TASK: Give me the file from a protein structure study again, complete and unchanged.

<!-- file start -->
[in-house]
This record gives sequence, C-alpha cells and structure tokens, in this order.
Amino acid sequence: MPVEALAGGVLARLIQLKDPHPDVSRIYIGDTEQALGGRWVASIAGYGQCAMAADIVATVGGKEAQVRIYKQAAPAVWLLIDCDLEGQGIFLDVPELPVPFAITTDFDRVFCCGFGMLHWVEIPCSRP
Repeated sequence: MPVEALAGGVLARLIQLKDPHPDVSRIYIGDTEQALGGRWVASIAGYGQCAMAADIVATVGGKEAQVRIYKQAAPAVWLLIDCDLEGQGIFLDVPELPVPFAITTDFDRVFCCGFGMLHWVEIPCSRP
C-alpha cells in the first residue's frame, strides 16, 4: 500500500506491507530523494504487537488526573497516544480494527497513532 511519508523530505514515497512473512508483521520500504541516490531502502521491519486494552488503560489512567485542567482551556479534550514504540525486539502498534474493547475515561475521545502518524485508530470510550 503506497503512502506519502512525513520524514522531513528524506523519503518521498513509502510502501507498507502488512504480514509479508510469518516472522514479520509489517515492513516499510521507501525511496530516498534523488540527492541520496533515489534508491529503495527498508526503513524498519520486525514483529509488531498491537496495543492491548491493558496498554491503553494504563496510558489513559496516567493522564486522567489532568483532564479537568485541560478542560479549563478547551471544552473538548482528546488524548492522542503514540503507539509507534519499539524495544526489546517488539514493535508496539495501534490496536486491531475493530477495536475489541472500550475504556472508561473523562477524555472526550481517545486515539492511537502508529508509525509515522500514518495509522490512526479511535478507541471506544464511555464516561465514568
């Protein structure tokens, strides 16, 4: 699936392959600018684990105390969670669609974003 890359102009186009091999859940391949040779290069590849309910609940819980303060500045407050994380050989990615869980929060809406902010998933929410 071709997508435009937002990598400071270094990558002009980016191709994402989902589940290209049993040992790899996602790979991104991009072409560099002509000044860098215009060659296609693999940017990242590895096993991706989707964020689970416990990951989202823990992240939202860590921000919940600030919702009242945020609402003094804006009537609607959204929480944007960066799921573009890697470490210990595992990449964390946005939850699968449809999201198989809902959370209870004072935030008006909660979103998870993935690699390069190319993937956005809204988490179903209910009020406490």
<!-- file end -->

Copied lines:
[in-house]
This record gives sequence, C-alpha cells and structure tokens, in this order.
Amino acid sequence: MPVEALAGGVLARLIQLKDPHPDVSRIYIGDTEQALGGRWVASIAGYGQCAMAADIVATVGGKEAQVRIYKQAAPAVWLLIDCDLEGQGIFLDVPELPVPFAITTDFDRVFCCGFGMLHWVEIPCSRP
Repeated sequence: MPVEALAGGVLARLIQLKDPHPDVSRIYIGDTEQALGGRWVASIAGYGQCAMAADIVATVGGKEAQVRIYKQAAPAVWLLIDCDLEGQGIFLDVPELPVPFAITTDFDRVFCCGFGMLHWVEIPCSRP
C-alpha cells in the first residue's frame, strides 16, 4: 500500500506491507530523494504487537488526573497516544480494527497513532 511519508523530505514515497512473512508483521520500504541516490531502502521491519486494552488503560489512567485542567482551556479534550514504540525486539502498534474493547475515561475521545502518524485508530470510550 503506497503512502506519502512525513520524514522531513528524506523519503518521498513509502510502501507498507502488512504480514509479508510469518516472522514479520509489517515492513516499510521507501525511496530516498534523488540527492541520496533515489534508491529503495527498508526503513524498519520486525514483529509488531498491537496495543492491548491493558496498554491503553494504563496510558489513559496516567493522564486522567489532568483532564479537568485541560478542560479549563478547551471544552473538548482528546488524548492522542503514540503507539509507534519499539524495544526489546517488539514493535508496539495501534490496536486491531475493530477495536475489541472500550475504556472508561473523562477524555472526550481517545486515539492511537502508529508509525509515522500514518495509522490512526479511535478507541471506544464511555464516561465514568
């Protein structure tokens, strides 16, 4: 699936392959600018684990105390969670669609974003 890359102009186009091999859940391949040779290069590849309910609940819980303060500045407050994380050989990615869980929060809406902010998933929410 071709997508435009937002990598400071270094990558002009980016191709994402989902589940290209049993040992790899996602790979991104991009072409560099002509000044860098215009060659296609693999940017990242590895096993991706989707964020689970416990990951989202823990992240939202860590921000919940600030919702009242945020609402003094804006009537609607959204929480944007960066799921573009890697470490210990595992990449964390946005939850699968449809999201198989809902959370209870004072935030008006909660979103998870993935690699390069190319993937956005809204988490179903209910009020406490």